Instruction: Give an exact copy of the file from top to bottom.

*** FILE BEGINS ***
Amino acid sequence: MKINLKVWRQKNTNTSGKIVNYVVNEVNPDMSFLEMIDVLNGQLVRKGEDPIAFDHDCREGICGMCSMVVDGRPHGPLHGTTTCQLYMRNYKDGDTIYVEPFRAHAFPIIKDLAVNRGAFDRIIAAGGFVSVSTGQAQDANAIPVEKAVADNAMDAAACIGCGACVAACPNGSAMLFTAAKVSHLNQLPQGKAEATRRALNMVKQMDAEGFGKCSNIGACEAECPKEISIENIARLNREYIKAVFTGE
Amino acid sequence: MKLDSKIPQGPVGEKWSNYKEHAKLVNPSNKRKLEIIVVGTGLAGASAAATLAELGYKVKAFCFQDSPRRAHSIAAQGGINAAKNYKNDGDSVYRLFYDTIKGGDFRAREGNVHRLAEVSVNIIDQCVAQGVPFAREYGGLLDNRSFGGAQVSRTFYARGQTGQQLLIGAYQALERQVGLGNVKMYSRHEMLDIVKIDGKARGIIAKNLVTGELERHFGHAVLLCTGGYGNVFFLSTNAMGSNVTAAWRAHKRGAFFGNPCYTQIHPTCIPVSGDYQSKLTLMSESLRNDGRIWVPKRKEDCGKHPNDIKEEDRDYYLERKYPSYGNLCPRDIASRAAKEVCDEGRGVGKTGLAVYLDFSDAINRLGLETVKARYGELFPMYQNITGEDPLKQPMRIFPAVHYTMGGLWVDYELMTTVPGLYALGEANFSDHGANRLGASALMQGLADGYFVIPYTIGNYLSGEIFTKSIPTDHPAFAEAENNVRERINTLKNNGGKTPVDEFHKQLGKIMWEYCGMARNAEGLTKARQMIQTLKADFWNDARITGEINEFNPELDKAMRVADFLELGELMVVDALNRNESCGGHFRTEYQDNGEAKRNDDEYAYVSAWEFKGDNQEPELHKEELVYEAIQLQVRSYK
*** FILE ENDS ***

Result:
Amino acid sequence: MKINLKVWRQKNTNTSGKIVNYVVNEVNPDMSFLEMIDVLNGQLVRKGEDPIAFDHDCREGICGMCSMVVDGRPHGPLHGTTTCQLYMRNYKDGDTIYVEPFRAHAFPIIKDLAVNRGAFDRIIAAGGFVSVSTGQAQDANAIPVEKAVADNAMDAAACIGCGACVAACPNGSAMLFTAAKVSHLNQLPQGKAEATRRALNMVKQMDAEGFGKCSNIGACEAECPKEISIENIARLNREYIKAVFTGE
Amino acid sequence: MKLDSKIPQGPVGEKWSNYKEHAKLVNPSNKRKLEIIVVGTGLAGASAAATLAELGYKVKAFCFQDSPRRAHSIAAQGGINAAKNYKNDGDSVYRLFYDTIKGGDFRAREGNVHRLAEVSVNIIDQCVAQGVPFAREYGGLLDNRSFGGAQVSRTFYARGQTGQQLLIGAYQALERQVGLGNVKMYSRHEMLDIVKIDGKARGIIAKNLVTGELERHFGHAVLLCTGGYGNVFFLSTNAMGSNVTAAWRAHKRGAFFGNPCYTQIHPTCIPVSGDYQSKLTLMSESLRNDGRIWVPKRKEDCGKHPNDIKEEDRDYYLERKYPSYGNLCPRDIASRAAKEVCDEGRGVGKTGLAVYLDFSDAINRLGLETVKARYGELFPMYQNITGEDPLKQPMRIFPAVHYTMGGLWVDYELMTTVPGLYALGEANFSDHGANRLGASALMQGLADGYFVIPYTIGNYLSGEIFTKSIPTDHPAFAEAENNVRERINTLKNNGGKTPVDEFHKQLGKIMWEYCGMARNAEGLTKARQMIQTLKADFWNDARITGEINEFNPELDKAMRVADFLELGELMVVDALNRNESCGGHFRTEYQDNGEAKRNDDEYAYVSAWEFKGDNQEPELHKEELVYEAIQLQVRSYK